As always, we'd like to take this chance to enrich the experience of this week's conversation. Use the prompts below to respond in the comments, and use them to spark you own conversations offline. We love to hear from you!

1. What were your top takeaways from this week's episode?

2. Roth asserts that in matching markets, prices function differently than they do in commodities markets? How would you describe this difference?

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Denier? Lukewarmer? Alarmist? Why so many pejorative descriptors for those engaging in conversation about climate change? This is among the questions explored in this week's EconTalk episode with with Matt Ridley.

Now we'd like to continue a civil conversation on this important issue. Please use the prompts below as conversational sparks, and share your reactions in the Comments. As always, we love to hear from you.

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Is it possible that what we though we knew about Africa's stagnant economy is wrong? Do we need a more stylized economic history? If so, this week's guest, Morten Jerven may be the one to provide it.

Let's hear what you took away from this week's conversation. Share your thoughts with us, and let's continue our education together. Africa2.jpg

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CATEGORIES: Extras



Go Hollywood this week as Russ chats with Adam Davidson of Planet Money, who recently served as technical advisor on the upcoming film The Big Short.

We hope you're looking forward to the film, too. In the meantime, help us continue to expand our learning and conversation at EconTalk, using the prompts below.

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Is climate change the ultimate Black Swan? Harvard's Martin Weitzman joined Russ this week to talk about the potential risks of rising CO2 levels and what policies might be appropriate as a response.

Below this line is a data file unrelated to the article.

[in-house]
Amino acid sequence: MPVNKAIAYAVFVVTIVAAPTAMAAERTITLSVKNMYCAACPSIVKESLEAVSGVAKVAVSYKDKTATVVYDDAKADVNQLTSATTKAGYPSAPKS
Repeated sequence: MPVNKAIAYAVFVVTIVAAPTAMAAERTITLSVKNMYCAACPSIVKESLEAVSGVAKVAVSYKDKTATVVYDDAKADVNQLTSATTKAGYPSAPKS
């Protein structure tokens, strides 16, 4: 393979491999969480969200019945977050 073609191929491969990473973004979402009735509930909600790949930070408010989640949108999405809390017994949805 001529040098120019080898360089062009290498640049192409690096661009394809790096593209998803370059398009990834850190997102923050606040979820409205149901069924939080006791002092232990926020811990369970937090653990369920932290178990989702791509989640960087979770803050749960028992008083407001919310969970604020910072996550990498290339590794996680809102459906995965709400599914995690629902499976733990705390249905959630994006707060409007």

Here are questions for thinking about this week's episode. We feel to respond in the comments making EconTalk more useful to our audience.

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What's the track record of multi-billion dollar projects affecting the lives of millions of people? Surprisingly poor according to this week's guest, Oxford University''s Bent Flyvbjerg this week on such megaprojects. Now we'd like to hear about what you took away from this week's episode. Share your thoughts with us in the Comments, and share these discussion questions over dinner. Either way, we love to hear from you!

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CATEGORIES: Extras



Did an 800 year old piece of parchment really change the world? That was the central question of this week's episode with Nicholas Vincent.

Now we want to turn the conversation over to you. Use the thought prompts below to carry on the conversation in the Comments. (And we hope you spark some off-line conversation of your own, too!) You never know...your Comment could be featured in an upcoming EconTalk post!
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There's a healthcare revolution underway, and while your smartphone may be center-stage in this drama, there's more to the story than apps. Eric Topol of the Scripps Translational Science Institute joins EconTalk host Russ Roberts for this week's conversation.

Now we'd like to hear from you. Please respond to any of the following in the Comments. Reach out to your friends, too, and let's all continue the conversation.

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This week, EconTalk host Russ Roberts interviewed Michael O'Hare on the somewhat mysterious world of art museums and the way their visitors experience art there.

As always, we'd like to hear what you took from this week's conversation, and to continue our own conversation here.